U.S. 10-Year Bond Yield Drops Below 2% on Jobs Data

U.S. Treasury debt prices rose on Friday with benchmark yields falling to their lowest in 5-1/2 weeks as a surprisingly weak U.S. jobs report for September reduced economists' expectations that the Federal Reserve will raise interest rates this year.

The report may lead to a change of view among some Fed policymakers, including Fed Chair Janet Yellen, who have said the U.S. central bank would end its near-zero interest rate policy if the economy shows further improvement.

U.S. employers hired 142,000 people last month, far below the 203,000 forecasters had expected, while August job gains were revised lower to show only 136,000 were added, the U.S. Labor Department said.

The payrolls report also showed hourly wage growth stalled, undermining some Fed officials' outlook for inflation to pick up in the coming months.

"The U.S. economy has been the one shining star globally and the report creates doubts on that front," said Priya Misra, head of global rate strategy at TD Securities in New York.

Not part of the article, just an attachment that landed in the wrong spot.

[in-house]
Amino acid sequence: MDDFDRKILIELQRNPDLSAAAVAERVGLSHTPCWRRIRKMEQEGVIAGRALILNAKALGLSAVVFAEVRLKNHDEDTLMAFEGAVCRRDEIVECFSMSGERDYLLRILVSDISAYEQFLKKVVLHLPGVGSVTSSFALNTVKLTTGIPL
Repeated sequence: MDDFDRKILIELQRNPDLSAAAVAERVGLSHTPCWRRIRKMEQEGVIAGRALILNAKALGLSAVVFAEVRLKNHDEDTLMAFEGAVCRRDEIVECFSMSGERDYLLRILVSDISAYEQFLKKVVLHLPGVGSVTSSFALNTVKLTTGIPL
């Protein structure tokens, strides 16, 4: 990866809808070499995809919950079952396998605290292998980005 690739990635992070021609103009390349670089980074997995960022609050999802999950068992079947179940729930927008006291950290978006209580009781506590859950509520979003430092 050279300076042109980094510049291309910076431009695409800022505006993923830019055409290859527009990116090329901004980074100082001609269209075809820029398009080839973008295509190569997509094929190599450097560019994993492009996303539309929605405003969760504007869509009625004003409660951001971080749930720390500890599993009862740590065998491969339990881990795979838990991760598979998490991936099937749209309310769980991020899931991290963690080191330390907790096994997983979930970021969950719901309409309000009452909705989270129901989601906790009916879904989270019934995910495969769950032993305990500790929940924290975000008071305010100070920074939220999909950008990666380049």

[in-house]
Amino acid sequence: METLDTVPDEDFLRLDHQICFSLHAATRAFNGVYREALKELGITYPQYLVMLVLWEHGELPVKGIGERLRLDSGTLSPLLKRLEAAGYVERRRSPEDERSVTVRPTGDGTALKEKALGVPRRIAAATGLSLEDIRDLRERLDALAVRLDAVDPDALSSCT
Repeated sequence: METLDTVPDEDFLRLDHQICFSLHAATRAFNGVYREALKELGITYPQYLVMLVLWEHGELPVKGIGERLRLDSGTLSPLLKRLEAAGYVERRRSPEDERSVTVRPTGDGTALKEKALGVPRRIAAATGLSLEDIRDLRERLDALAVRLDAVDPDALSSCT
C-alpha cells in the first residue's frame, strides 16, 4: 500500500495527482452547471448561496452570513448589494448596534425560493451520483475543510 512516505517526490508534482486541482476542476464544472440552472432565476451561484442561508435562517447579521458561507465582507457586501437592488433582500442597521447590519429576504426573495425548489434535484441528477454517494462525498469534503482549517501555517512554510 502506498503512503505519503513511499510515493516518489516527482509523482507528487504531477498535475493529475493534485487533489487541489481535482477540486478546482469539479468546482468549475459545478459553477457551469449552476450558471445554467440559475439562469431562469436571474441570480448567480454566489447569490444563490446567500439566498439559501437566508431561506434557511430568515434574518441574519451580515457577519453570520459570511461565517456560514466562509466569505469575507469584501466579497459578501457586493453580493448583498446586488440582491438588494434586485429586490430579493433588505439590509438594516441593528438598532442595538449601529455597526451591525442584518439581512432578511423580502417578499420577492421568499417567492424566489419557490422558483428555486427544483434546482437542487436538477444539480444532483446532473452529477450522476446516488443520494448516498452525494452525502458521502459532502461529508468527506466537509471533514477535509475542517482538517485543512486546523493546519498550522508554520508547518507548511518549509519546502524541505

Interest rates futures implied traders scaled back their bets on a rate increase by year-end. They now see such a move in March 2016 at the earliest.

The stunningly poor reading of the jobs market also led traders to expect that once the Fed raised rates, it would do so very gradually. This spurred a flood of buying in medium-term Treasuries, sending the five-year yield to its lowest in seven months at 1.213 percent.

The gap between two- and five-year yields shrank to 0.67 percentage point, a level last seen in May 2013, according to Reuters data.

The disappointing jobs data stoked selling on Wall Street and other risky assets, stoking safe-haven demand for Treasuries.

Benchmark 10-year Treasuries notes were up more than 1 point in price to yield 1.925 percent, down 12 basis points from late Thursday.

The 30-year bond was up almost 2 points in price with a yield of 2.763 percent, down 9 basis points on the day. (Reporting by Tariro Mzezewa; Editing by Nick Zieminski and James Dalgleish)